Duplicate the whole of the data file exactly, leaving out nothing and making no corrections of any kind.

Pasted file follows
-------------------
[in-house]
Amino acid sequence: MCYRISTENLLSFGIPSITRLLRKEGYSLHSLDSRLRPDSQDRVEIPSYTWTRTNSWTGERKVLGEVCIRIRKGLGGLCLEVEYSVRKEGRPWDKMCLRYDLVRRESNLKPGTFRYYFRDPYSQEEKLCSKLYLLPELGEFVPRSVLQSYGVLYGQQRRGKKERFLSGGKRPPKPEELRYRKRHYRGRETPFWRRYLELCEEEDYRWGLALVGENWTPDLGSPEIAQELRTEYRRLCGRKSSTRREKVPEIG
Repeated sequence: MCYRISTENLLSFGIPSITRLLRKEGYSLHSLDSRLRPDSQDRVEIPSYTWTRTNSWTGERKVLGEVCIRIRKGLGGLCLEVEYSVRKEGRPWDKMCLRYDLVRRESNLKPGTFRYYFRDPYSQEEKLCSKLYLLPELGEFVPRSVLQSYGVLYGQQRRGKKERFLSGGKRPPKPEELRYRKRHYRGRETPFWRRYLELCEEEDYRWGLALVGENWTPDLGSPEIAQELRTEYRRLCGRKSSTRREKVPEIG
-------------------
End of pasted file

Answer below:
[in-house]
Amino acid sequence: MCYRISTENLLSFGIPSITRLLRKEGYSLHSLDSRLRPDSQDRVEIPSYTWTRTNSWTGERKVLGEVCIRIRKGLGGLCLEVEYSVRKEGRPWDKMCLRYDLVRRESNLKPGTFRYYFRDPYSQEEKLCSKLYLLPELGEFVPRSVLQSYGVLYGQQRRGKKERFLSGGKRPPKPEELRYRKRHYRGRETPFWRRYLELCEEEDYRWGLALVGENWTPDLGSPEIAQELRTEYRRLCGRKSSTRREKVPEIG
Repeated sequence: MCYRISTENLLSFGIPSITRLLRKEGYSLHSLDSRLRPDSQDRVEIPSYTWTRTNSWTGERKVLGEVCIRIRKGLGGLCLEVEYSVRKEGRPWDKMCLRYDLVRRESNLKPGTFRYYFRDPYSQEEKLCSKLYLLPELGEFVPRSVLQSYGVLYGQQRRGKKERFLSGGKRPPKPEELRYRKRHYRGRETPFWRRYLELCEEEDYRWGLALVGENWTPDLGSPEIAQELRTEYRRLCGRKSSTRREKVPEIG